JCP&L Unveils New Live-Wire Safety TrailerUpdated trailer design allows for training to take place at almost any location
Live electric lines present a potential danger for anyone who encounters them, especially the first responders who respond to any emergency. To help protect the safety of those who protect the public, Jersey Central Power & Light (JCP&L) has unveiled its newest safety trailer, designed to educate about the danger of energized wires and how to stay safe around electrical equipment.
Recently, representatives from the New Jersey Board of Public Utilities (NJ BPU) and New Jersey State Police gathered outside the Regional Operations and Intelligence Center at the State Police headquarters for the first large-scale demonstration of JCP&L’s new self-contained safety training unit.
The trailer includes much of the electrical equipment seen in neighborhoods: power lines, transformers, equipment taking overhead power into underground systems and sample homes receiving both overhead and underground service. Powered by a generator mounted at the back of the trailer, the new rig allows JCP&L crews to show observers the dangers of live wires without the need for a location that has existing electric service.
“We provide safe, reliable electric service to our 1.1 million customers, and we emphasize the ‘safe’ part of that,” said Jim Fakult, president of New Jersey operations for FirstEnergy. “We plan to put a lot of miles on this trailer, educating students, our contractors, first responders and the general public about what they can do to protect themselves and their loved ones around electricity.”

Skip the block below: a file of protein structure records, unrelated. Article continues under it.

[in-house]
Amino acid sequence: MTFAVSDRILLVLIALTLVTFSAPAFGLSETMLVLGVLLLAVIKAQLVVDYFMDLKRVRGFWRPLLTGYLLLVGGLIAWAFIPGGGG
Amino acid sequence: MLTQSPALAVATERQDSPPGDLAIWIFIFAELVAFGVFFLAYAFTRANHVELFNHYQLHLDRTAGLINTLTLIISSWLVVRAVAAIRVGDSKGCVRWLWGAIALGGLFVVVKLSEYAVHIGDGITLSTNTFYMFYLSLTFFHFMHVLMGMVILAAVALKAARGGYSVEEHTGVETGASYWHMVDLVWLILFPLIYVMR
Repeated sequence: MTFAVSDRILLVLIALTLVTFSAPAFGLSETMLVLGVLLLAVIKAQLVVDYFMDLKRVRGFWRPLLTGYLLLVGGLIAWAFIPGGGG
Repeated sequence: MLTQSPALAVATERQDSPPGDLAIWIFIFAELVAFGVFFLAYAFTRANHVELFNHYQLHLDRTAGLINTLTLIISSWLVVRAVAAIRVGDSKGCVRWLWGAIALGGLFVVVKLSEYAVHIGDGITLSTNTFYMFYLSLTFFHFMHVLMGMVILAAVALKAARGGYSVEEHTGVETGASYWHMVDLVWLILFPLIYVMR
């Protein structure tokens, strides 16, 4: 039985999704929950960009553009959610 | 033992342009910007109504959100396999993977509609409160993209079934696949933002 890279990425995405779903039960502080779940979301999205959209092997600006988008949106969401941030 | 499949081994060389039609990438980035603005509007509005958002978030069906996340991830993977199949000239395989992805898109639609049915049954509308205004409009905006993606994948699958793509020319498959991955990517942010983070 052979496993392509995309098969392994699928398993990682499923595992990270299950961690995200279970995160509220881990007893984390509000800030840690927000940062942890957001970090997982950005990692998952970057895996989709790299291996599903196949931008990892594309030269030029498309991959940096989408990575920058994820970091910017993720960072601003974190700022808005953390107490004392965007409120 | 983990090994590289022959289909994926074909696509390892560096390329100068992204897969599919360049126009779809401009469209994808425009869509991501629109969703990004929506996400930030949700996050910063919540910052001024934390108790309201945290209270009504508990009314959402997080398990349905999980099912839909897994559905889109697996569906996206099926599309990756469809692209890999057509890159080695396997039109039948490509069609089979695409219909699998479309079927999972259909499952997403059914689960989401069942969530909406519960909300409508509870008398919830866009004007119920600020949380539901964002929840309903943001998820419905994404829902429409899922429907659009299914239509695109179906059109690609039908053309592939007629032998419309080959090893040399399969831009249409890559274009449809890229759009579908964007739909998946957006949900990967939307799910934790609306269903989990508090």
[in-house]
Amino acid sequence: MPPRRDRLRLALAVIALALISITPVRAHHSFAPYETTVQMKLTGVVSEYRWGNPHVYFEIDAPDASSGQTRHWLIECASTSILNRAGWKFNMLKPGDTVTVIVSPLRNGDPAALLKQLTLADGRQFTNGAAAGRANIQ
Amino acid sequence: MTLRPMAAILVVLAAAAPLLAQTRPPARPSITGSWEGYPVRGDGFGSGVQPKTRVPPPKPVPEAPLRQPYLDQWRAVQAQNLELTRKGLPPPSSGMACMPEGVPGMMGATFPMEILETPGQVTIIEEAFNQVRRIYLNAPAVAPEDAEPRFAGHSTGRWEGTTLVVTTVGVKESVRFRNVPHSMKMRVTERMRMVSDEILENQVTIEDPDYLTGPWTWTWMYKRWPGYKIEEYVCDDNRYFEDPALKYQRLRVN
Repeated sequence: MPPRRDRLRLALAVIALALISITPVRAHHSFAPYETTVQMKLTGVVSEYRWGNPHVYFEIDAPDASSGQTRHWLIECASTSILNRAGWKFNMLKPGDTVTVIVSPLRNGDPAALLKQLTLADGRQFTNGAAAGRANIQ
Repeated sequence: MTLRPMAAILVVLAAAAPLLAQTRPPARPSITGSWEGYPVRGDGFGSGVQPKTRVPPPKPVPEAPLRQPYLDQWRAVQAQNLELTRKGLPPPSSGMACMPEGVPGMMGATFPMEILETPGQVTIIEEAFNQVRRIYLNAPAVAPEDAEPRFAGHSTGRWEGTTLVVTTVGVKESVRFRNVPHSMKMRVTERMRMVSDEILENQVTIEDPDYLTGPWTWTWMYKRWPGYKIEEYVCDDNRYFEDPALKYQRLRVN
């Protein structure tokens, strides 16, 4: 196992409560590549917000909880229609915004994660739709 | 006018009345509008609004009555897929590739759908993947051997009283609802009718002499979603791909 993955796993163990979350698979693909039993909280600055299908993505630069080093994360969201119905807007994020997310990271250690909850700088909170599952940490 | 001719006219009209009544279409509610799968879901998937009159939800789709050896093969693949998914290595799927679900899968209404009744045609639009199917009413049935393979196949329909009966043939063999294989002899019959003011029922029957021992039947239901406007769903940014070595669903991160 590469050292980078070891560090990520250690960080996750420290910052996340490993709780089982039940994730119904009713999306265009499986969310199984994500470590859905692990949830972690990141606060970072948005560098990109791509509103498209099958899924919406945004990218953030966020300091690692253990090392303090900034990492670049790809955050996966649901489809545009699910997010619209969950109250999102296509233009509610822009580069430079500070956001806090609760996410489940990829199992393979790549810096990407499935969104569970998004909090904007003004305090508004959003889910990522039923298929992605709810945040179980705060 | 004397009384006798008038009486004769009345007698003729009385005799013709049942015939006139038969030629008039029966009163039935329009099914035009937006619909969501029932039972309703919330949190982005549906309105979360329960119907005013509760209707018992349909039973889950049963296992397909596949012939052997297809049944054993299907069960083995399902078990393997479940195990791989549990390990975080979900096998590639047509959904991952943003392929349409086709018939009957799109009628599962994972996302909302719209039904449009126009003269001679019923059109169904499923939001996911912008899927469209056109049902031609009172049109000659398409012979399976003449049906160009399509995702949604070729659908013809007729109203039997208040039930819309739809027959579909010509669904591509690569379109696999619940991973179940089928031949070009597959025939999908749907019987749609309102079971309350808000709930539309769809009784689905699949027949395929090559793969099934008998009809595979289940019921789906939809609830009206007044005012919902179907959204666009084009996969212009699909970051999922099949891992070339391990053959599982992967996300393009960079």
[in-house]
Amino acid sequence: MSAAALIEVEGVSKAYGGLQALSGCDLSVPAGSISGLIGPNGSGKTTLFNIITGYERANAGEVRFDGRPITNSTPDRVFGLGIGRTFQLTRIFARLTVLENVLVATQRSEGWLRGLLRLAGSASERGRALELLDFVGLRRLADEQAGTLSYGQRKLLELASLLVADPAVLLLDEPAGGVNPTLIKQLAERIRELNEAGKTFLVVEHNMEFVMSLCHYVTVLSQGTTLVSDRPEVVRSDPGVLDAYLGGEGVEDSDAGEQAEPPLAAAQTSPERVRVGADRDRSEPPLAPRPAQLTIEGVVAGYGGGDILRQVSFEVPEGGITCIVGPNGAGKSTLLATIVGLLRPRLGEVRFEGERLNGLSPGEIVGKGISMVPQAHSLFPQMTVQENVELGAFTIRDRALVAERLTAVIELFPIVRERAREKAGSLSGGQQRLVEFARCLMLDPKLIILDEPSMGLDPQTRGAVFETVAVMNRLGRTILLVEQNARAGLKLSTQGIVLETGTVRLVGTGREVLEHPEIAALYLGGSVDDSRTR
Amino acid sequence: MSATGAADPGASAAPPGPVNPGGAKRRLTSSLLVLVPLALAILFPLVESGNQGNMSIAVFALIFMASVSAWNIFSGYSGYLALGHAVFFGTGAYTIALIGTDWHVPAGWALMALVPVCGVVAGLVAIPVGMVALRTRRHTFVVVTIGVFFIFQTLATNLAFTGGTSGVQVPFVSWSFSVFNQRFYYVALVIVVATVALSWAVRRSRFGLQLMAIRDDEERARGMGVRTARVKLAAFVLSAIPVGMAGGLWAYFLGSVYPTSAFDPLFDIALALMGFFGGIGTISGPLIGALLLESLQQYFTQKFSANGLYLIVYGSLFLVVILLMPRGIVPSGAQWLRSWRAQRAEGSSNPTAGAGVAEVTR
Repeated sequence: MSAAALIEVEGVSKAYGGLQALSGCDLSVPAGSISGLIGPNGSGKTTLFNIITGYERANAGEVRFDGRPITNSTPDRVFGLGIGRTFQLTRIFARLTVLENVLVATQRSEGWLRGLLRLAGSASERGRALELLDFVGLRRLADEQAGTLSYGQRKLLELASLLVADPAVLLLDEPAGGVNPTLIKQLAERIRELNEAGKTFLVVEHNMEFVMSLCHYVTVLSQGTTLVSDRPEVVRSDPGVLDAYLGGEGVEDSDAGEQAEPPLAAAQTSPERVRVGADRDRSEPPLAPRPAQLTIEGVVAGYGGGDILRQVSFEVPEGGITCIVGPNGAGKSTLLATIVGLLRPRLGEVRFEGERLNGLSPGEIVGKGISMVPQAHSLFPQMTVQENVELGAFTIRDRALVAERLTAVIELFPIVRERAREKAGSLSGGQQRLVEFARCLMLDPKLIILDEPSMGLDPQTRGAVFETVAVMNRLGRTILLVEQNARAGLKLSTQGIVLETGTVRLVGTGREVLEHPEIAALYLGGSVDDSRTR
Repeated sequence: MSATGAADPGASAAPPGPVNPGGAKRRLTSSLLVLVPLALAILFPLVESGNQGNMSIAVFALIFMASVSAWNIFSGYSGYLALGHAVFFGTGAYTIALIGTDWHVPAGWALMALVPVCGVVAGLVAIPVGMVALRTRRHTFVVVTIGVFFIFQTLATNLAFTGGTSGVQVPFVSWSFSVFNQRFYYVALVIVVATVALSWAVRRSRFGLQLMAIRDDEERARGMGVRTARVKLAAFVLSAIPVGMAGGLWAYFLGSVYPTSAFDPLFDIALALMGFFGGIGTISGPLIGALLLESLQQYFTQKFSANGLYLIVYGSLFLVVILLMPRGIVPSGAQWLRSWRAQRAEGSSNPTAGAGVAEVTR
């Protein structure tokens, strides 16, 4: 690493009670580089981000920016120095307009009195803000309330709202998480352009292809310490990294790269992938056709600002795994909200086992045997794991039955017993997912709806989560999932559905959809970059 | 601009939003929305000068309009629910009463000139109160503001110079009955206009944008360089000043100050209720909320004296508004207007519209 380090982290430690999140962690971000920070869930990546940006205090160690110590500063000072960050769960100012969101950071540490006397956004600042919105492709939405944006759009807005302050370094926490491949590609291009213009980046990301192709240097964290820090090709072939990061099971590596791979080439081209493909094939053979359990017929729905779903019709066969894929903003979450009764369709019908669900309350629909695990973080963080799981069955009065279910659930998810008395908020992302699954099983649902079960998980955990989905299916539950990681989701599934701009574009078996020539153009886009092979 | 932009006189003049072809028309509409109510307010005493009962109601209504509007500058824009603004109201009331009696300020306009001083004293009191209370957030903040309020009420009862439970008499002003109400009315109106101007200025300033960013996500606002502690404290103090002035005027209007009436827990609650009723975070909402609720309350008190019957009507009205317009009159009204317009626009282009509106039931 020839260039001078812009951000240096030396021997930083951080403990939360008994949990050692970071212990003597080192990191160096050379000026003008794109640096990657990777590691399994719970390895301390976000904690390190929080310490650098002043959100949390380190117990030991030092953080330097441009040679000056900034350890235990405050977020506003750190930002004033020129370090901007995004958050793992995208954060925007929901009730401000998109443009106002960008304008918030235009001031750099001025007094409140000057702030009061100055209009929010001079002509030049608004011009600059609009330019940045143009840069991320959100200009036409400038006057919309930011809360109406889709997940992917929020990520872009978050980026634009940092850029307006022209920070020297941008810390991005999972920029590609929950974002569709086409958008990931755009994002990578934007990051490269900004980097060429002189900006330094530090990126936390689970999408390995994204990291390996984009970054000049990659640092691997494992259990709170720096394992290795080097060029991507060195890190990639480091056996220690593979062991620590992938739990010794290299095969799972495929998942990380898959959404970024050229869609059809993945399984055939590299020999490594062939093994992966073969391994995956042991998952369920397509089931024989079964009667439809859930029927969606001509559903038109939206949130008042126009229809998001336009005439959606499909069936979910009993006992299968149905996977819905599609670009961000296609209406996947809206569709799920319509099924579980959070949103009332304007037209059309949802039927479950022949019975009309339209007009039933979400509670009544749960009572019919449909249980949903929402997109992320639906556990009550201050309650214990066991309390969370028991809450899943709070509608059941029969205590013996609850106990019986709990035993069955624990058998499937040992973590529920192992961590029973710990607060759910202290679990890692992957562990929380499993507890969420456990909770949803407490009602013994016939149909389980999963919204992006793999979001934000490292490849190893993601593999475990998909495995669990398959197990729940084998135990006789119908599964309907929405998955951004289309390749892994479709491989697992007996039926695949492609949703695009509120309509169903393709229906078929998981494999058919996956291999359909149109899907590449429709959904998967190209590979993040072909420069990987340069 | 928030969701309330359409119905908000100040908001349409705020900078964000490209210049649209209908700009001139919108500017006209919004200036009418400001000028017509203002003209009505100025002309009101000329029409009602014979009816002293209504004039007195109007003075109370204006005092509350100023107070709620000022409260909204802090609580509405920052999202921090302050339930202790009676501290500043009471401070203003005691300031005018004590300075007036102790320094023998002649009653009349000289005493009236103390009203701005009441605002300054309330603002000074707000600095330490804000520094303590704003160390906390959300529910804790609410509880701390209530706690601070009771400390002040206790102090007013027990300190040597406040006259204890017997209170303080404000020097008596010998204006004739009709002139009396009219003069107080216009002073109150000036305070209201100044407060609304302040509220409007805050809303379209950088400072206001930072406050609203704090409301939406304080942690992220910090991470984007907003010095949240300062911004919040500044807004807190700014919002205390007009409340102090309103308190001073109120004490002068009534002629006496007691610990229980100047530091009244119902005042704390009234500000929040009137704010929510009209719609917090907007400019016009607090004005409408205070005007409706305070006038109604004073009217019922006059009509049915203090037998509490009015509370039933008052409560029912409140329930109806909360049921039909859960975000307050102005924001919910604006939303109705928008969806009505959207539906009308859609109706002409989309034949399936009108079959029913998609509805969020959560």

Trained JCP&L instructors use the trailers to depict some of the most common causes of power outages, such as animals contacting equipment or tree branches falling on lines, as well as the hazards first responders face when approaching vehicles that may be in contact with live wires.
The crews also can highlight the importance of avoiding contact between electrical lines and common household objects including ladders, kite strings and shovels. Instructors simulate contact between objects and the model’s 7200-volt power lines, causing bright and startling electrical arcs that demonstrate the dangerous power of electricity.
In addition to plans for demonstrations with other emergency officials throughout the state, the new safety trailer is scheduled to visit local schools in the months ahead.
“It is very important for first responders to have a better understanding of the safety measures that need to be in place to allow us to create safe work zones and keep the public a proper distance from electrical hazards,” said State Police Major Chris DeMaise, commanding officer of the New Jersey Office of Emergency Management, who just returned from this third deployment to hurricane-ravaged Puerto Rico. “We need to ensure that we don’t create additional dangers in conducting rescue operations, and we thank JCP&L for sharing this resource and their expertise and being a safety ally.”
“Education is one of the most important things we can do,” said Frank Gaffney, business ombudsman for the NJ BPU. “Getting this trailer out and educating the public on the dangers that occur from contacting power lines during a storm, after a storm or any other time is critically important.”
News Media Contact: Chris Hoenig, (609) 350-8599